You just strap in, anchor in, hunker down and enjoy the ride. Transatlantic telephone conversations with her threaten to fry our aging communication lines! lol

*This initial thread of conversation between Andreea and I began prior to this summer when she rang me and asked if I'd send her copies of the movie "Mercury Rising" with Bruce Willis.
Shadowy elements in the NSA target a nine-year old autistic savant for death when he is able to decipher a top secret code.
She said it was a popular movie in her social circle but that she'd only seen parts of it in various places. I sent her fifteen copies that would cover all of her friends and a few extra. I hadn't seen the movie either and she explained the premise to me. Since then I've watched it of course and also many a video regarding savants that she pointed me to in English.


Old notes from one particular link corroborating many things Andreea attempted to explain to me. You ever tried chatting up a female Einstein regarding the human brain? Take with lotsa aspirin...

Link regarding these notes below.

Look for these elements, says Andreea to me some time ago before watching. (fMRI: increased blood flow. Studied with MRI:)

-savant syndrome - most of the activity of one particular savant was on the left side of the brain. Typical brain activity is much more symmetrical and pronounced. The total activity is spread amongst both hemispheres -- and at least 50 % more activity in both hemispheres. But certainly far below 50 % of an active brain. That is counter-intuitive. Certainly completely opposite from what I'd imagine. It's as if a savants brain shuts down a significant percentage of the "normally active" region and highly focuses a much smaller percentage. He uses a very specific area of the brain and doesn't use others.

-acquired savants - people who become savants from brain injuries who suddenly find new abilities that wasn't there previously.

Andreea thinks that although much of the brain seems to always be inactive, many people draw the wrong conclusions. It is obvious that the brain has the ability to rewire itself, to cope -- built-in redundancies.

It is my own conclusion that far less than fifty percent of the brain is used. But not, that only fifty percent is needed. -cthia

Andreea says that we shall see. My wife says that I'm basing that on my own half-a-brain. She's just ready for a spanking.

Savant link:
http://www.pbs.org/wgbh/nova/body/savant-brain.html

The Brain Initiative
https://www.whitehouse.gov/blog/2013/04 ... human-mind

Do forgive this rushed post. My wife's now off the phone and I see a kitchen utensil in her eyes... you know, a spoon. :D

I like spoons! But first, that spanking. lol

Son, your mother says I have to hang you. Personally I don't think this is a capital offense. But if I don't hang you, she's gonna hang me and frankly, I'm not the one in trouble. —cthia's father. Incident in ? Axiom of Common Sense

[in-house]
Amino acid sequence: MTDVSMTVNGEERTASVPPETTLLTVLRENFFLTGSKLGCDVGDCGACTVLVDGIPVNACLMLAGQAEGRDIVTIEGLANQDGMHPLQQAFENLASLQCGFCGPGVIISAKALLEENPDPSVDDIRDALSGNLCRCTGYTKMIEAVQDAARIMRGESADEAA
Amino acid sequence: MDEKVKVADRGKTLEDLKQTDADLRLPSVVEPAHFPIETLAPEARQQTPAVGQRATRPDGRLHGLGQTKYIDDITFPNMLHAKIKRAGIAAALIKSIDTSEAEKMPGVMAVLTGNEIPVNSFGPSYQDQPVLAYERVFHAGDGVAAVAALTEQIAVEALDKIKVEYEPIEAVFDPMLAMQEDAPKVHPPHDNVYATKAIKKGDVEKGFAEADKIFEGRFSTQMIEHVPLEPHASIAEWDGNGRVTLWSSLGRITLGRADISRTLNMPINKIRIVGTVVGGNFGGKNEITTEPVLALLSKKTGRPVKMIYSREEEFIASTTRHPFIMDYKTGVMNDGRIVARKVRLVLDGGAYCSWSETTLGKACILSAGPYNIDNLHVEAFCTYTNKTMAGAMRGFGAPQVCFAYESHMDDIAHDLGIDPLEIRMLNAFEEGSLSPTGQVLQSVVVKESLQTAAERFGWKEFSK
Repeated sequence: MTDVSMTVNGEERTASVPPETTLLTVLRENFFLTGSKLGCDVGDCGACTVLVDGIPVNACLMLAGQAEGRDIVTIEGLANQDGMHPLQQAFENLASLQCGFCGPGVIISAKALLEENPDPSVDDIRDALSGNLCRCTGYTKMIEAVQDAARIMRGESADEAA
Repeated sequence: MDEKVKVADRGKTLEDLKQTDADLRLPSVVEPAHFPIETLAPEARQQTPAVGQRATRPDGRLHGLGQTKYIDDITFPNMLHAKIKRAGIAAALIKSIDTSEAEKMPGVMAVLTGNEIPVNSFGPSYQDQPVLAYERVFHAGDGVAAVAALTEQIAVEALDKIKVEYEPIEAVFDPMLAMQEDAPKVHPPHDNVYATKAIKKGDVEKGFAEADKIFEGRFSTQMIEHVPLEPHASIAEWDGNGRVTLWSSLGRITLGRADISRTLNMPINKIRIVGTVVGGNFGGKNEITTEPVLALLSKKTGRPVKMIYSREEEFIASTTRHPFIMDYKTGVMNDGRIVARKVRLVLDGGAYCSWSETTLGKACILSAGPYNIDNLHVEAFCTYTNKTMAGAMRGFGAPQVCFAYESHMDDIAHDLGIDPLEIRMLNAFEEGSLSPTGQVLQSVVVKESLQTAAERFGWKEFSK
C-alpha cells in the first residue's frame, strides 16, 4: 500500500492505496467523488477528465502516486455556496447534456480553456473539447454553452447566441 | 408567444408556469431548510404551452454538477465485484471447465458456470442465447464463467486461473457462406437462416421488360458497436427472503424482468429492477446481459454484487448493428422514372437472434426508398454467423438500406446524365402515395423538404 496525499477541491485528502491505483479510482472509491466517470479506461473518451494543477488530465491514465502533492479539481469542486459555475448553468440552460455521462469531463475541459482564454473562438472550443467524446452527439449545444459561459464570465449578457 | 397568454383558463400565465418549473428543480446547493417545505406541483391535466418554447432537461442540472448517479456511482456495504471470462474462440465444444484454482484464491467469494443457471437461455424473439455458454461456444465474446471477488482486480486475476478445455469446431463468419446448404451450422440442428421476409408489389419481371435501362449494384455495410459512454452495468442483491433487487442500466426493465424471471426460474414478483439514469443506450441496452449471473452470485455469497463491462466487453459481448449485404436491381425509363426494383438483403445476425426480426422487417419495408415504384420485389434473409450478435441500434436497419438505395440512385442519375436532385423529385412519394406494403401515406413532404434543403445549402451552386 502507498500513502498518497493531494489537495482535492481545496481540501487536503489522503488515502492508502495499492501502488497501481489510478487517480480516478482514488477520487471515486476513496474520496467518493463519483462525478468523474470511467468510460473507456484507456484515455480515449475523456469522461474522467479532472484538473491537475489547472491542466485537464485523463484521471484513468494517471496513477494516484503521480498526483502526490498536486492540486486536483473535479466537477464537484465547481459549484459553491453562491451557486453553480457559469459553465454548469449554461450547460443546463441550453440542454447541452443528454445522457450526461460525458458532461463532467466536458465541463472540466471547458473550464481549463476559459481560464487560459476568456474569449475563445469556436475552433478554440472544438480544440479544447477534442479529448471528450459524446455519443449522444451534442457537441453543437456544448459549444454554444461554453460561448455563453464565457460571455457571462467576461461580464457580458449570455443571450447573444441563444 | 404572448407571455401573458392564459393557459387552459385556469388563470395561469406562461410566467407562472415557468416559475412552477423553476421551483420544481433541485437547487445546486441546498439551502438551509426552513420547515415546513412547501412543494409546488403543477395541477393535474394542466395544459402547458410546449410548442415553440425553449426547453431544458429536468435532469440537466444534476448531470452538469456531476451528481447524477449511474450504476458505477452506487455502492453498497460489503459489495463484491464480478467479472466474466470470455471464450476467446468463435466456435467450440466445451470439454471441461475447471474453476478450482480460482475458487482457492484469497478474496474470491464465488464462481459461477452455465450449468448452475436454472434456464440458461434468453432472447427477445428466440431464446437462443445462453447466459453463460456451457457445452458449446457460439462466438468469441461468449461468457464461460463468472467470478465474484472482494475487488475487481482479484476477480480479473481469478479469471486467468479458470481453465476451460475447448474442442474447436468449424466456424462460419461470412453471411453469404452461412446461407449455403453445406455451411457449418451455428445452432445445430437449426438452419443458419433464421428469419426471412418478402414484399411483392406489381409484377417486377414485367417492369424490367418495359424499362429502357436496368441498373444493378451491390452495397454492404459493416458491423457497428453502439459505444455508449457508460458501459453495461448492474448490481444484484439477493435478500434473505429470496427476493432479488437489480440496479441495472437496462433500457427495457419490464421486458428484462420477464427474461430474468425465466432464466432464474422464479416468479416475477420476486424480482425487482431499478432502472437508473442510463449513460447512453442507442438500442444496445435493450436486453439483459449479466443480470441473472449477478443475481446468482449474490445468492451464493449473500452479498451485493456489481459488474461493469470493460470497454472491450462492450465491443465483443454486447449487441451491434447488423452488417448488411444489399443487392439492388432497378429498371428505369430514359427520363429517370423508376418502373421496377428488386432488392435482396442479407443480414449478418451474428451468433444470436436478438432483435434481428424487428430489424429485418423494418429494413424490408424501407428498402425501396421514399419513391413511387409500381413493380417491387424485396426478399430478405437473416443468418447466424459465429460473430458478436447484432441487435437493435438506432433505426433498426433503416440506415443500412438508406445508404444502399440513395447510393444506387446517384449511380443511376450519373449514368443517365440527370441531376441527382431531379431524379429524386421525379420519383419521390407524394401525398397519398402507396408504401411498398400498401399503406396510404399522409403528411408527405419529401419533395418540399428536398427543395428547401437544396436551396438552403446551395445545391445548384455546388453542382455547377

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Re: Artificial Intelligence
Post by The E   » Tue Oct 20, 2015 3:53 am

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JohnRoth wrote:He had a point, though. The only people who want an "artificial intelligence" are researchers. Everyone else wants machines you can talk to about the job at hand and that will learn from experience. If we get an "artificial intelligence," it's most likely to be the result of two things: more and more "intelligent" tools, and the realization that these things really do unify on a deep level so that they don't have to be as domain-specific as we currently make them - at least in terms of the underlying mechanisms.


Yes, pretty much. The very last thing we want is a human-equivalent AI, because humans (as a rule) tend to not be very good at only doing what they're told.

What we want instead are systems that can take care of themselves intelligently; To use an analogy, instead of having an AI that replaces an airplanes' pilot, we want an AI that thinks it's a plane.
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Re: Artificial Intelligence
Post by Theemile   » Tue Oct 20, 2015 7:24 am

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The E wrote:
JohnRoth wrote:He had a point, though. The only people who want an "artificial intelligence" are researchers. Everyone else wants machines you can talk to about the job at hand and that will learn from experience. If we get an "artificial intelligence," it's most likely to be the result of two things: more and more "intelligent" tools, and the realization that these things really do unify on a deep level so that they don't have to be as domain-specific as we currently make them - at least in terms of the underlying mechanisms.


Yes, pretty much. The very last thing we want is a human-equivalent AI, because humans (as a rule) tend to not be very good at only doing what they're told.

What we want instead are systems that can take care of themselves intelligently; To use an analogy, instead of having an AI that replaces an airplanes' pilot, we want an AI that thinks it's a plane.


So, we'd need to start with a Migratory Bird's brain and start from there?